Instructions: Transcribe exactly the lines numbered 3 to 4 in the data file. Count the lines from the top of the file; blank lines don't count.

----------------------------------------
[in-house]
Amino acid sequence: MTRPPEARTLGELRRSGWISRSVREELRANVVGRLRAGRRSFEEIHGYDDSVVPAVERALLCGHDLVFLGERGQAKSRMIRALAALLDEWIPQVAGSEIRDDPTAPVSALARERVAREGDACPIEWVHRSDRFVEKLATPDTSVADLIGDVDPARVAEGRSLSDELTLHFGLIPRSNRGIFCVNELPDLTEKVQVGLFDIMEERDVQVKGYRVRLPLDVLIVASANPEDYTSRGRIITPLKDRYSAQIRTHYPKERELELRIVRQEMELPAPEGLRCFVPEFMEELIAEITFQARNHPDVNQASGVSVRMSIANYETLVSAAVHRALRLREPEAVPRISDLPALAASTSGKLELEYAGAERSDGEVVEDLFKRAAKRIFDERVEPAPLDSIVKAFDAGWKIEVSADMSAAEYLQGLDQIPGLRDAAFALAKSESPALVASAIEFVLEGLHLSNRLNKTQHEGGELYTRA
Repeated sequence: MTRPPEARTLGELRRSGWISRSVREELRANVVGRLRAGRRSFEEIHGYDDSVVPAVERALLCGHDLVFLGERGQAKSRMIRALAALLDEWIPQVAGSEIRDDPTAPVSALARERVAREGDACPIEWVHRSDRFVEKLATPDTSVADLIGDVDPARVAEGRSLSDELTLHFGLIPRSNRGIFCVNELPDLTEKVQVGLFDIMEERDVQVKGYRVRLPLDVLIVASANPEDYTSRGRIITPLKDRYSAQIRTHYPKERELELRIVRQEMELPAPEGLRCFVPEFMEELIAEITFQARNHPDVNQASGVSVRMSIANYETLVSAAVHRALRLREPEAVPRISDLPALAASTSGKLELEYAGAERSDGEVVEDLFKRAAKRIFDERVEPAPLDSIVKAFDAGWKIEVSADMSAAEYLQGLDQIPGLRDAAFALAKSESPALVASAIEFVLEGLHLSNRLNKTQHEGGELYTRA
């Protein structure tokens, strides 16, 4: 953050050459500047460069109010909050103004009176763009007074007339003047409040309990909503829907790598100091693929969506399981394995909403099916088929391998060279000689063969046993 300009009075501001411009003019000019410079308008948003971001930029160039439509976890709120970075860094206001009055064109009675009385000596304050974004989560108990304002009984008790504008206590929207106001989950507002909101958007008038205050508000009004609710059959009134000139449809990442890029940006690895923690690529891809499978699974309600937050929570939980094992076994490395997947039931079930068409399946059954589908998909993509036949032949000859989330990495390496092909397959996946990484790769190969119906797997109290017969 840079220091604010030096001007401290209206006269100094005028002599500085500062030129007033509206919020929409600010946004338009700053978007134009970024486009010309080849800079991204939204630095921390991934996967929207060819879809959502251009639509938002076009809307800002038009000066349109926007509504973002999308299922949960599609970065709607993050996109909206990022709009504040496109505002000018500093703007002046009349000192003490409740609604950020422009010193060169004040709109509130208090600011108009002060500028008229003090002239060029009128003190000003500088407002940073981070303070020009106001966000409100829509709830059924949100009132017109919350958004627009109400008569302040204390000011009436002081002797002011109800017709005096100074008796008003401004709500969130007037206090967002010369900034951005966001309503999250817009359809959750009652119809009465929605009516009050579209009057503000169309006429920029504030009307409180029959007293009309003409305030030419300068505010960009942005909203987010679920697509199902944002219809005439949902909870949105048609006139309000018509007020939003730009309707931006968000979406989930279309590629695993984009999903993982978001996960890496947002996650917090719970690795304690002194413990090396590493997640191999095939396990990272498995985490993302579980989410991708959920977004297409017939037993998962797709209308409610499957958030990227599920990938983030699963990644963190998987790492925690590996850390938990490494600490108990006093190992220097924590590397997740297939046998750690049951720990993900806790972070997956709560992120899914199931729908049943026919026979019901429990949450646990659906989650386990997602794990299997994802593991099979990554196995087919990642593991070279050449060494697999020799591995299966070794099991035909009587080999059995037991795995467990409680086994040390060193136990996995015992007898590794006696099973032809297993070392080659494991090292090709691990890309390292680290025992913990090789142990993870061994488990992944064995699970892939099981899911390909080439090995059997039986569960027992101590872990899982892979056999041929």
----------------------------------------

Repeated sequence: MTRPPEARTLGELRRSGWISRSVREELRANVVGRLRAGRRSFEEIHGYDDSVVPAVERALLCGHDLVFLGERGQAKSRMIRALAALLDEWIPQVAGSEIRDDPTAPVSALARERVAREGDACPIEWVHRSDRFVEKLATPDTSVADLIGDVDPARVAEGRSLSDELTLHFGLIPRSNRGIFCVNELPDLTEKVQVGLFDIMEERDVQVKGYRVRLPLDVLIVASANPEDYTSRGRIITPLKDRYSAQIRTHYPKERELELRIVRQEMELPAPEGLRCFVPEFMEELIAEITFQARNHPDVNQASGVSVRMSIANYETLVSAAVHRALRLREPEAVPRISDLPALAASTSGKLELEYAGAERSDGEVVEDLFKRAAKRIFDERVEPAPLDSIVKAFDAGWKIEVSADMSAAEYLQGLDQIPGLRDAAFALAKSESPALVASAIEFVLEGLHLSNRLNKTQHEGGELYTRA
């Protein structure tokens, strides 16, 4: 953050050459500047460069109010909050103004009176763009007074007339003047409040309990909503829907790598100091693929969506399981394995909403099916088929391998060279000689063969046993 300009009075501001411009003019000019410079308008948003971001930029160039439509976890709120970075860094206001009055064109009675009385000596304050974004989560108990304002009984008790504008206590929207106001989950507002909101958007008038205050508000009004609710059959009134000139449809990442890029940006690895923690690529891809499978699974309600937050929570939980094992076994490395997947039931079930068409399946059954589908998909993509036949032949000859989330990495390496092909397959996946990484790769190969119906797997109290017969 840079220091604010030096001007401290209206006269100094005028002599500085500062030129007033509206919020929409600010946004338009700053978007134009970024486009010309080849800079991204939204630095921390991934996967929207060819879809959502251009639509938002076009809307800002038009000066349109926007509504973002999308299922949960599609970065709607993050996109909206990022709009504040496109505002000018500093703007002046009349000192003490409740609604950020422009010193060169004040709109509130208090600011108009002060500028008229003090002239060029009128003190000003500088407002940073981070303070020009106001966000409100829509709830059924949100009132017109919350958004627009109400008569302040204390000011009436002081002797002011109800017709005096100074008796008003401004709500969130007037206090967002010369900034951005966001309503999250817009359809959750009652119809009465929605009516009050579209009057503000169309006429920029504030009307409180029959007293009309003409305030030419300068505010960009942005909203987010679920697509199902944002219809005439949902909870949105048609006139309000018509007020939003730009309707931006968000979406989930279309590629695993984009999903993982978001996960890496947002996650917090719970690795304690002194413990090396590493997640191999095939396990990272498995985490993302579980989410991708959920977004297409017939037993998962797709209308409610499957958030990227599920990938983030699963990644963190998987790492925690590996850390938990490494600490108990006093190992220097924590590397997740297939046998750690049951720990993900806790972070997956709560992120899914199931729908049943026919026979019901429990949450646990659906989650386990997602794990299997994802593991099979990554196995087919990642593991070279050449060494697999020799591995299966070794099991035909009587080999059995037991795995467990409680086994040390060193136990996995015992007898590794006696099973032809297993070392080659494991090292090709691990890309390292680290025992913990090789142990993870061994488990992944064995699970892939099981899911390909080439090995059997039986569960027992101590872990899982892979056999041929």